“I just wanted to see if I wanted to have a studio and if that was the way I wanted to spend my time,” she continues. “Everything I was doing was digital then. I was doing videos, and all my friends back then thought I was crazy to bring yoga to the Internet. I simply said, ‘Just wait. It’s going to be normal in a couple of years. Hold your breath.’
“I was blogging for The Huffington Post, and my friend Jason Wachob just started MindBodyGreen. People weren’t paying attention to him either, so I was blogging for him. We believed people would catch on to this wellness trend. When he started MindBodyGreen, everybody thought, ‘Where’s the spirit?’ He said, ‘Well, it’s in the “mind/body” part, and “green” is the lifestyle.’ I had the same sort of beginnings with yoga, because we just made it more approachable.”
Her easy and approachable style quickly caught the eye of no other than Deepak Chopra himself.
“I was writing my first book, and when it came time for it to come out, my publisher asked, ‘Who is the most famous person you know who is going to write a couple of words?’ And I made a joke and said, ‘I like Deepak Chopra, maybe you should call him.’ The next day I got an email to my website from the production company, which said, ‘We love what you’re doing. We’re giving an event and we’ll have yoga, and by the way Deepak Chopra will be there.’ And I thought, ‘Cool, I want to meet him!’ So I went and he approached me, ‘I really love what you’re doing. I have all your videos. We should be friends and work together. We should do this app.’ And then he asked me if I would come to his house and teach him yoga, and I said, ‘That’s ridiculous! You don’t need a yoga teacher!’ And he said, ‘Yeah I know, I don’t need a teacher, but I like the way you are talking to me about yoga and it’s just about the experience.’ So we became friends.”
Blogging and socialising as well as collaborating with her celebrity friends quickly gave her the breakthrough she needed to become a household name not only in the States but across the entire globe.
“This woman from The New York Times showed up at my studio and kept taking classes,” she says, chuckling, “and at that time (this was in 2010), there was a small column in the back of the paper called Stretch. There just started to be lots of yoga studios everywhere; I had yoga on the Internet, and we were playing music, while people from around the world were doing this approachable yoga. We were doing things that are now very normal in yoga but at that time, even four, five years ago, were so out there. We used natural movement and easy-going language in the class, and guiding people to move how it felt good. She kept coming, and then I was getting worried. She was calling everybody. She called my mum. I was working with Deepak Chopra, so she called Deepak Chopra. I was working with Jane Fonda, so she called Jane and asked them for all this information about me. I felt like getting audited. And then she said, ‘I really love what you’re doing. I see that it’s helping a lot of people, and I want to give that a boost. It’s going to be a little edgy, the piece, but I think it’s really going to raise awareness.’ And I was thinking, ‘What the hell are you going to do?! I’m doing fine, leave me alone.’ So I opened up the door, and there it was, the cover of The New York Times, a five-page spread called ‘Rebel Yoga’. And it was all about the concept, which is doing what feels good and essentially making up your own rules in a way, and how that’s rebellious to, I guess, the modern movement at the time of traditional yoga.”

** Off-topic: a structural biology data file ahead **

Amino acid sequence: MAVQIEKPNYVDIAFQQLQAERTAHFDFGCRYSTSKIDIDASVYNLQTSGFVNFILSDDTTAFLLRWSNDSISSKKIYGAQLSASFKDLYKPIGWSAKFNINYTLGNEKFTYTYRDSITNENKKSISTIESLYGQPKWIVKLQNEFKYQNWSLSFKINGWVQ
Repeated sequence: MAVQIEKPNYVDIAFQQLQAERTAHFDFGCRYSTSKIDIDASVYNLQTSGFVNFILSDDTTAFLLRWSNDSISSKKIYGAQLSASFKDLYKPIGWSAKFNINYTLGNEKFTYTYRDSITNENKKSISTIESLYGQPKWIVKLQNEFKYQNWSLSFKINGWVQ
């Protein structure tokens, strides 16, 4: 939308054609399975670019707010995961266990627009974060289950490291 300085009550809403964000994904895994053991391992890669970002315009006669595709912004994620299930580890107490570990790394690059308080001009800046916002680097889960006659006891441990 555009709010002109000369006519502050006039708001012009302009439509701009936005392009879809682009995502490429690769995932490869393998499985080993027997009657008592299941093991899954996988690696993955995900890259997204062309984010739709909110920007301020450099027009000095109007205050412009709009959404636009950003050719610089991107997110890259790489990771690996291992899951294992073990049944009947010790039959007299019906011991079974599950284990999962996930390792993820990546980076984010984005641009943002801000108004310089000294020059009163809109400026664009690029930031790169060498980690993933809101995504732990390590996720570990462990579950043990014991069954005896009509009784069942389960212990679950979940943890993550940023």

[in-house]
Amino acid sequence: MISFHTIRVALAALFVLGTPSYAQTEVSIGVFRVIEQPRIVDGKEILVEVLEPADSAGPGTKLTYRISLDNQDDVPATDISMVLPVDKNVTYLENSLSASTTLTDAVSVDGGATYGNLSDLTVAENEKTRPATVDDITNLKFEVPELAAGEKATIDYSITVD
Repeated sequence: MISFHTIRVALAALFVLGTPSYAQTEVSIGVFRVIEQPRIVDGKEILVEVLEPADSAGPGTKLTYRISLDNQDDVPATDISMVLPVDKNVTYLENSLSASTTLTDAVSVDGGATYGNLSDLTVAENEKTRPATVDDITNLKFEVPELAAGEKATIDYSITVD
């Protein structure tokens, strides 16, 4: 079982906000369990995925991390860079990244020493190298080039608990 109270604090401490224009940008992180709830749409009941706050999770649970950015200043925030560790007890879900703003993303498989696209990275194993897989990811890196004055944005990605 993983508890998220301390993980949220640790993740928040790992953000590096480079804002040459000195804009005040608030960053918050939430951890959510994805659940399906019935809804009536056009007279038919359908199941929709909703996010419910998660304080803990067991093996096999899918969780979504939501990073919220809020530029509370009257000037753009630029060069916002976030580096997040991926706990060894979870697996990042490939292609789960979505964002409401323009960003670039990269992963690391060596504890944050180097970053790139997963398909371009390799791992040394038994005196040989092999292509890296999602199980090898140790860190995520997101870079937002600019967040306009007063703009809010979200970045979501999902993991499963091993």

Even though Stiles has already achieved what other yoginis can only dream of, she isn’t resting on her laurels just yet. She has her Make Your Own Rules Cookbook coming out in November, with two more books on Strala in the pipeline for next year, as well as an instructor training manual, which seems to be a first in the yoga field. “Nobody wants to give that information away,” Stiles says, knowing that it’s going to ruffle a few feathers. “But I believe in the information, so if someone is doing it, they just kind of pick it up and insert it into their classes or their own practice.”
Stiles is also very interested in opening more studios, but growing it organically. “I’ll just see where it goes and also see if it makes sense,” she says about opening a studio in Hong Kong. “I don’t have this plan of ‘oh this is what the market says in Hong Kong’. I don’t enjoy doing business that way. There are plenty of cities and places. I think it’s just about letting that develop naturally, and almost even slowing it down. We’ve had a lot of potential investors come in who wanted to blow things up really quickly like SoulCycle kind of models. And I was sort of like, ‘Nah’. But I think it’s most important for me that the instructors have a lot of attention and training and that they feel really good about what they’re teaching. So when people come to the class, they have a great experience.”
Stiles might be an advocate for healthy eating and leading a healthy lifestyle complete with daily yoga and meditation, but she also knows that maintaining a balance is key and doesn’t hesitate to tell me about her guilty pleasures. “Pizza and champagne,” says the slender yogini, laughing out loud. “Gosh, what else. Those are pretty bad. I like to have fun, but I’m not going crazy and overboard. I’m super active as well. I’m vegetarian, but if I only ate vegetables or only fruits, I feel like it wouldn’t be enough. So sometimes I need to have some pizza or something a little bit heavier. I think it feeds the brain in a weird way.“